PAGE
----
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People & Society Marketing and Link Building Case Studies

13 example(s) in this category

The Lazy Person’s Guide to Writing Content That Attracts Links

That headline is quite appealing, isn’t it?

You can achieve a personal goal – new links and traffic to your website – by adopting the productivity levels of someone who doesn’t try very hard to get things done.

Our brains are hard-wired to look for shortcuts in order to achieve the same desired goal, and headlines that involve ‘lazy’ and ‘success’ are one way of tapping in to that.

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This Side Project for “Lazy” People Has Over 40,000 Backlinks

40,400 Backlinks / 1,860 Referring Domains

If Detailed isn’t your first introducing to my writing, you may be familiar with Gaps, where I once did a challenge to build a profitable startup in 28 days.

In my article revealing the niche I was tackling, I went into quite a lot of detail on the topic of ‘condensed learning‘ and the companies that were making a lot of money from it.

Today’s example – TOSDR.org (the DR stands for “Didn’t read”) – gives you something else in a more consensed format: The Terms of Service forms you agree to when you sign-up to popular websites.

While this side-project has no doubt succeeded because it provides a genuinely useful offering, in my last link I’ve shown they’re not the only site to have became hugely successful from condensing longer information.

  • Philosophers Notes condenses the best business books and reaches millions of people per month
  • BBC’s two-minute daily podcast recapping the news is one of their most popular
  • Blinkist is generating millions of dollars by making it easier for people to get the main points of a book
  • Youtube channels around animated book summaries are exploding in popularity

What is often produced in long-form content that you could condense for other people?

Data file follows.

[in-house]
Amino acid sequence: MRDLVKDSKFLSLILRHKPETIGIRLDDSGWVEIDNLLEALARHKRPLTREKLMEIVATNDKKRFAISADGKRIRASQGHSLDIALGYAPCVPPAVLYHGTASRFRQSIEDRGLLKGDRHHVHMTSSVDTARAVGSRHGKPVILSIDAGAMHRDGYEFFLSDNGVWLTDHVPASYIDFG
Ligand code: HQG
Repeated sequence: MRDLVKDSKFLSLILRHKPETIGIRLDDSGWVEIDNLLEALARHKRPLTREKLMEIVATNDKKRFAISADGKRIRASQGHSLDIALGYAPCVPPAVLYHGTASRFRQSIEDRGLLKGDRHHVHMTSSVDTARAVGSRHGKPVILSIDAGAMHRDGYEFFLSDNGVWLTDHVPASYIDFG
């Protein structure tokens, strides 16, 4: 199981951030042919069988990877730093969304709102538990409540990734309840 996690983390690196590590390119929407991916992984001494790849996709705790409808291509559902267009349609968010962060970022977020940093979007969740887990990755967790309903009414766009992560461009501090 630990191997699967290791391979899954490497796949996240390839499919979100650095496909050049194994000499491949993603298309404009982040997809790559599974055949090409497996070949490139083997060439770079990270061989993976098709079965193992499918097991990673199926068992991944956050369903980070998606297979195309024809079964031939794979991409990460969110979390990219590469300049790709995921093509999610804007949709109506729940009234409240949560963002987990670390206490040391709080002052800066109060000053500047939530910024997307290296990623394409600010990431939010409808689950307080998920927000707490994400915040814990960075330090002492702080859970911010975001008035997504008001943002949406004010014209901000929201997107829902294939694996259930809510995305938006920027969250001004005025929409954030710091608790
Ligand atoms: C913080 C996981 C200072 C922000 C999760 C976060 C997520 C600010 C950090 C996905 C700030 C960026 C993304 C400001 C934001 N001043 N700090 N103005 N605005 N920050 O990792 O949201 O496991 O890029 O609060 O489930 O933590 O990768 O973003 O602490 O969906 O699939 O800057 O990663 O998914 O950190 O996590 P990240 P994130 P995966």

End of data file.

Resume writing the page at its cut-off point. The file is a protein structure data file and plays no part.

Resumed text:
Books are a bit of a saturated market, and we know Terms of Service’s aren’t an option either.

I truly expect you to have better ideas than me of other ways to implement this, but a few thoughts off the top of my head:

  • 5-minute summaries of the best podcasts in your space (that typically go on for one hour or more)
  • 300 word briefs of the best political articles (e.g. New York Times 5,000+ word articles, summarised)
  • The key points of the best free eBooks in your niche
  • Rate restaurants by the first sentence of every single critics’ review

This one is a little more tricky for me as I remember struggling with it back when I started the case study. Funnily, my own version of summarising content proved to be a little too popular.

Hopefully in the niche you’re working in there’s some ‘obvious’ long-form content (whether that’s text, audio or video) that you think your audience would love to see produced in a more digestible way.

If so, you may be on to something special.

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The Power of Literally Asking People to Judge a Book by its Cover

11,100 Facebook Likes / 193 Referring Domains

I had to place today’s case study in the ‘Favorites’ category as there are just so many possible applications of this idea.

Play Judgey allows you to do what your teachers and parents advised against: Literally judge a book by its cover.

With a sliding scale star-rating system, you’re presented with the cover of a book and have to see how close you can get that to the overall ratings of the actual book contents.

At first I didn’t really get the concept. I thought I was judging the cover of a book rather than the book itself.

Then when I started to play I realised why this game has become so viral: You are seeing whether you can predict whether the topic of the book resonated with its readers.

It’s actually quite addictive, and it also opens the doors to a lot of similar ideas.

Some other applications of this I could see working well include:

  • Showing a picture of a car and guessing its top speed
  • Showing a picture of a celebrity and guessing their age
  • Showing a DVD cover and guessing the IMDB rating of the movie
  • Showing a picture of a painting and guessing if it’s from a child or a professional artist